JILLIAN M ROCK

policing Black bodies







multidisciplinary artist and scholar, Jillian M. Rock, offers policing Black bodies, a survey of police presence in Newark. Rock begins her piece with a preview of her silkscreen where we the people ain’t never been my people is printed on an American flag. From the start, Rock is unmasking the collective “We the People'' stated in the U.S. Constitution, and places herself apart from the national identity in which she feels she and her people were never included. In her original poem, a space not of my own, Rock situates her readers in the streets of Newark.

Relying on memories, both shared and personal, Rock contests the notion of safety provided by police officers—especially as they physically assert themselves above the locals on horses. Her lyricism draws parallels between the cruelties of slavery and modern-day racism demonstrated in police brutality. She writes, “in this space not of my own/ sounds/ of cracked whips/ on past backs/ are now shoes/ trotting on/ black cement.” Even amidst the lingering effects of institutionalized slavery and racism, Rock ends her poem in action, as she clarifies that the people, who are constantly policed, can, in fact, see—and potentially resist.







 

In this space not of my own you are allowed to mount a horse and call it protection. You can prance the streets with this notion of crowd control for “my” safety.  But who is the crowd if not the locals?

In this space not of my own you are allowed to “break in” Black bodies like you break in a horse.  Put man against woman and work diligently at widening the divide.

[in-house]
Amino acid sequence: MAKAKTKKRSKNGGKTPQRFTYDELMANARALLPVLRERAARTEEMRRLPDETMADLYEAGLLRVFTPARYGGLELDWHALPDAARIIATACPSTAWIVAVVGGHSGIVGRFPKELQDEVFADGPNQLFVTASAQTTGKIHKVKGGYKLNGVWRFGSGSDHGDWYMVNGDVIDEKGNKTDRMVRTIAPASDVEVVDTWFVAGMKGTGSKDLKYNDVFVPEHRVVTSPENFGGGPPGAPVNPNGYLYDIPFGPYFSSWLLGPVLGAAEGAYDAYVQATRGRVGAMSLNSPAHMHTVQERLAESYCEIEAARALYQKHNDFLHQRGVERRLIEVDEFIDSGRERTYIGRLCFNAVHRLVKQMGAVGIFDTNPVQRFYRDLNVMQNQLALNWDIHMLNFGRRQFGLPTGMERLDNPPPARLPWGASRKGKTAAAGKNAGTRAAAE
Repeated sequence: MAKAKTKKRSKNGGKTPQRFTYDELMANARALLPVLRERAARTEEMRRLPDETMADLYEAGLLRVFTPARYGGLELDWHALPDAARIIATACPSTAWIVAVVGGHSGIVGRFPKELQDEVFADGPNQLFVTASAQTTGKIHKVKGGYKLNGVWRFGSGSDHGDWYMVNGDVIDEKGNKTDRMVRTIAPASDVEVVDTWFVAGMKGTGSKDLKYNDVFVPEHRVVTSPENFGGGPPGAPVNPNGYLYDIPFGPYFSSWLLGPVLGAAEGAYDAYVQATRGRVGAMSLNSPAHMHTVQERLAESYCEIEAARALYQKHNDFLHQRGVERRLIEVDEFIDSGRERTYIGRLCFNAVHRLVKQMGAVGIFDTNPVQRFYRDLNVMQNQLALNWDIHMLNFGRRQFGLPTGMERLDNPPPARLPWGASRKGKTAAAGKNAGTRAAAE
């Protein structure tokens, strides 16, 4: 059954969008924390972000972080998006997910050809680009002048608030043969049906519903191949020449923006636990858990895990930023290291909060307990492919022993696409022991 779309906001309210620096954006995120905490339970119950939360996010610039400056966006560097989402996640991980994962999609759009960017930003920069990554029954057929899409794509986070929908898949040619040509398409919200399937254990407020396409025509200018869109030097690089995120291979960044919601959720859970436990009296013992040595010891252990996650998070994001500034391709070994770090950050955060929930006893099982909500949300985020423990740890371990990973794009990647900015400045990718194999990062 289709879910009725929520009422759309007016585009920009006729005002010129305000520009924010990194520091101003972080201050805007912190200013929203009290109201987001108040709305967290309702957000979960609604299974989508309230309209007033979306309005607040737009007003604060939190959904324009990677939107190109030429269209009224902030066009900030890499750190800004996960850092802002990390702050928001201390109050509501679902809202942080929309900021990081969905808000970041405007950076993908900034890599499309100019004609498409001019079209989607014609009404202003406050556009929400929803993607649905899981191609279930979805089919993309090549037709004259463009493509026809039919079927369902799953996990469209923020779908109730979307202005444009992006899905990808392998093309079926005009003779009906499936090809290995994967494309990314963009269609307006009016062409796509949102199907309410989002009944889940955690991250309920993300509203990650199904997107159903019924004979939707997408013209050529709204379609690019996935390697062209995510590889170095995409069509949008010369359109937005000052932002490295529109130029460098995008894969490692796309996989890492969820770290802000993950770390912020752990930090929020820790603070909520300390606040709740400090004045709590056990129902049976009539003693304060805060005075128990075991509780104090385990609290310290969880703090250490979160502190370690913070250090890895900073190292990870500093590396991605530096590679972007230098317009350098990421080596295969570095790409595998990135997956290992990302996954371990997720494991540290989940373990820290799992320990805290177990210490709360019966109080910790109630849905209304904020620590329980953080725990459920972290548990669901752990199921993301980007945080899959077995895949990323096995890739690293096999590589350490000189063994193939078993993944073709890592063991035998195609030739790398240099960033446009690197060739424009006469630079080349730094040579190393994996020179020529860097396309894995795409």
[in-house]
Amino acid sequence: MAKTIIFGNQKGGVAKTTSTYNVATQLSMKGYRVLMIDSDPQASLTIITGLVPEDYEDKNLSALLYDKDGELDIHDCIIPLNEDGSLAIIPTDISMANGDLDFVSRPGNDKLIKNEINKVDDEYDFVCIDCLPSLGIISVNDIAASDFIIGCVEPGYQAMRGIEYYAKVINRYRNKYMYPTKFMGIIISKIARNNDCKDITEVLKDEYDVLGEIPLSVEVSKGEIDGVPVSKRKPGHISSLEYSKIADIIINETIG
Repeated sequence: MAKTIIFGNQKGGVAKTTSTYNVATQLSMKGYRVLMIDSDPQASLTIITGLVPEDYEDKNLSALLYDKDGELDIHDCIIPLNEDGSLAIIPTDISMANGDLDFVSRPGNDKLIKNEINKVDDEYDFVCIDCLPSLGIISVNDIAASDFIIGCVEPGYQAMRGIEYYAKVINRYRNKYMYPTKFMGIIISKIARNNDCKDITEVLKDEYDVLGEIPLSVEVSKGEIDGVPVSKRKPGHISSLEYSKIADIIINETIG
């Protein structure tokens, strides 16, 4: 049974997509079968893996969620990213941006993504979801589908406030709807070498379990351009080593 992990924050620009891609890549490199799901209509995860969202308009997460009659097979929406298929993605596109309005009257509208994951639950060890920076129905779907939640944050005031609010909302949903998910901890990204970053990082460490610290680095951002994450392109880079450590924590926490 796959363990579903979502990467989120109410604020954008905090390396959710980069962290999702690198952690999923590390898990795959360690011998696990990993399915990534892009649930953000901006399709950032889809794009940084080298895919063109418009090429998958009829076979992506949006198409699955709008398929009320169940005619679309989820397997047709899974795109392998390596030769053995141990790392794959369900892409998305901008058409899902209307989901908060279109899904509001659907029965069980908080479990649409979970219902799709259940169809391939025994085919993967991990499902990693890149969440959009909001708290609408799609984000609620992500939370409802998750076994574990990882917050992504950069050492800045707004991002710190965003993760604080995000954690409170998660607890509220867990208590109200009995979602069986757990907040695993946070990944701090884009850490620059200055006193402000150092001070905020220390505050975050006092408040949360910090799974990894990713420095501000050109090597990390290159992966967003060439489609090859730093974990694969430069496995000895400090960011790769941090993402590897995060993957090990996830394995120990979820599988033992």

Break him in
Break him down
Make her see
Make her see

That like a horse he too can be beaten and brought back to life. He too, can both carry the load and be one.

Make her see.

In this space not of my own sounds of cracked whips on past backs are now shoes trotting on black cement. 

In this space.

Not of my own.


You mount a horse and cover the streets with shit in the name of policing. You, your unit, your history, both of and not of mine.

In this space not of my own police brutality is not a new act of oppression,

it is one that spans back way before the title of officer was ever obtained by man

It lived in the capturer

In the enslaver,

It lives in the descendants of

In the classroom,

In the oval office,

In the streets…

On mounted horses

Make them see


In this space not of our own there are attachments, more like an anchoring of things to muscle memory. And yes, there are some sweet sounds and scents, and the gravy is thick and creamy just like Jerome used to make it, but there are no pleasantries with the police. Only new flexes of my muscles activated by this notion that somewhere in Black skin lives chaos, turmoil, and the need to be controlled.

Consumed.

Picked and plucked.

In the streets

Make her see

In the streets

They will see

In the streets

We all see

But make sure she sees

In this space not of our own I ask, “How can one be so good at it?”

At trampling out our spirit. 

So good at raping our culture and excising the fruit

So good at being so

Fucking

Bad.

In this space not of my own you are allowed to mount a horse and call it protection. You can prance the streets with this notion of crowd control for “my” safety. But who is the crowd if not the locals?

And who is the audience if not the white hopefuls?


In the streets…

Make them see

With passive aggressive forces

On mounted horses.



NEXT PAGE     HOME